Many drivers can recall a near miss saved by the quick application of brakes, while a smaller number remembers pounding the brake pedal too late and crashing. What does this subset have in common? Significant numbers of them will blame their accidents on brake failure. Most of them will be wrong.
The reality is drivers judge distances poorly, especially when traveling at freeway speeds. Typically, they have no idea how their brakes behave in critical situations and consequently believe crashes result from mechanical malfunction, when in truth their brakes performed as designed, but their following distances were too short for their speeds. The standardization of electronically controlled antilock braking systems (ABS), which prevent wheel lockup and skidding during heavy braking, has compounded the problem because ABS can make strange grinding noises when it activates, leading untutored drivers to suspect braking issues. When coupled with a human tendency to avoid blame, brake failure becomes the commonplace excuse for many crashes.
As a result, a significant percentage of the workload for forensic automotive investigators is brake-failure examinations. Despite the frequency of the claims, actual malfunctions in these complex systems are rare, although they can happen. Investigation requires the input of a trained automotive specialist who knows where to look for problems in braking components to find the telltale evidence of failure. Often issues associated with neglectful maintenance by owners impede brake function, especially when optimal performance is required.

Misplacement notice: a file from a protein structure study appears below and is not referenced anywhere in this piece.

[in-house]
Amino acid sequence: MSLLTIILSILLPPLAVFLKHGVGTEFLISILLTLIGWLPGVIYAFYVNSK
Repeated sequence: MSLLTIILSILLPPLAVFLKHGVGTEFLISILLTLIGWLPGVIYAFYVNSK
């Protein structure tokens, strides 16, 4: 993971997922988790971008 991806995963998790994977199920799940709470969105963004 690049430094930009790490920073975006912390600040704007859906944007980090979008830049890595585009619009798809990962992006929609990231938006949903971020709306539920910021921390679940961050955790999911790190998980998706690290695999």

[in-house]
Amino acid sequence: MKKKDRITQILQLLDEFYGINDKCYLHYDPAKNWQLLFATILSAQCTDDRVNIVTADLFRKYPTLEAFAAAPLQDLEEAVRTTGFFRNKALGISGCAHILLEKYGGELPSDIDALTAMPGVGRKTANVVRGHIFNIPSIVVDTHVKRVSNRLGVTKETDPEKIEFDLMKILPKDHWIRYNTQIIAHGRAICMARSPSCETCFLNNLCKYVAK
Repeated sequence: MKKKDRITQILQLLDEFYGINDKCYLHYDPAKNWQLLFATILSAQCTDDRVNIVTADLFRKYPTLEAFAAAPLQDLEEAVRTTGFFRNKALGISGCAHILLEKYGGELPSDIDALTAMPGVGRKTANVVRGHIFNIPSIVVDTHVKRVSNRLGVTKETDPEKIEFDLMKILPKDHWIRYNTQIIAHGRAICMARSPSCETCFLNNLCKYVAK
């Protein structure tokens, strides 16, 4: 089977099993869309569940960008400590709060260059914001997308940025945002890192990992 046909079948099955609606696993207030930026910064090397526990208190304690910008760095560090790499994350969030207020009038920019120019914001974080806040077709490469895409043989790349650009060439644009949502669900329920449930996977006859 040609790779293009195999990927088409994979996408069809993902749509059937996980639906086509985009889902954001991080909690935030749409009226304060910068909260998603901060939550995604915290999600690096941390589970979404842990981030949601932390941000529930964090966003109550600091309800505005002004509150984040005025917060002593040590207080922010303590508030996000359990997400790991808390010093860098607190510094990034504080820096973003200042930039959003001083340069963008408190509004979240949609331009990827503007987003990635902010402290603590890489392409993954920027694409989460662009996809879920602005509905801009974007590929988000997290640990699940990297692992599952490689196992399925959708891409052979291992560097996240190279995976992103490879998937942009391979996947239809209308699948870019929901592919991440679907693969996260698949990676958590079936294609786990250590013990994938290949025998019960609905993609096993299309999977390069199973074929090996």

When an investigator removes the brake pads, he can also inspect the pad surface. A smooth, reflective quality may indicate “glazing” caused by overheating, which decreases stopping power. Overheating may also result in brake rotor discoloration, and is usually caused by excessive brake “riding” by the driver.
Less commonly, brake failures may be caused by excessive rotor or drum wear. With the wheels removed for the pad inspection, the brake rotors or drums can then be checked for thickness, diameter, and warping to ensure that they are within manufacturer specifications. Rotors and drums need replacement less frequently than pads and shoes, but excessive wear can contribute to brake failure, especially if the pads or shoes are similarly worn.
Such a condition can contribute to an accident if a driver does not have sufficient stopping distance when facing a hazard. Once again, the way to avoid failures because of tainted or deficient fluid brake failures is proper preventative maintenance practices by the vehicle owner. This may include changing the brake fluid in accordance with manufacturer recommendations and regular brake bleeding to eliminate any air introduced into the system.
Potential Mechanical Problems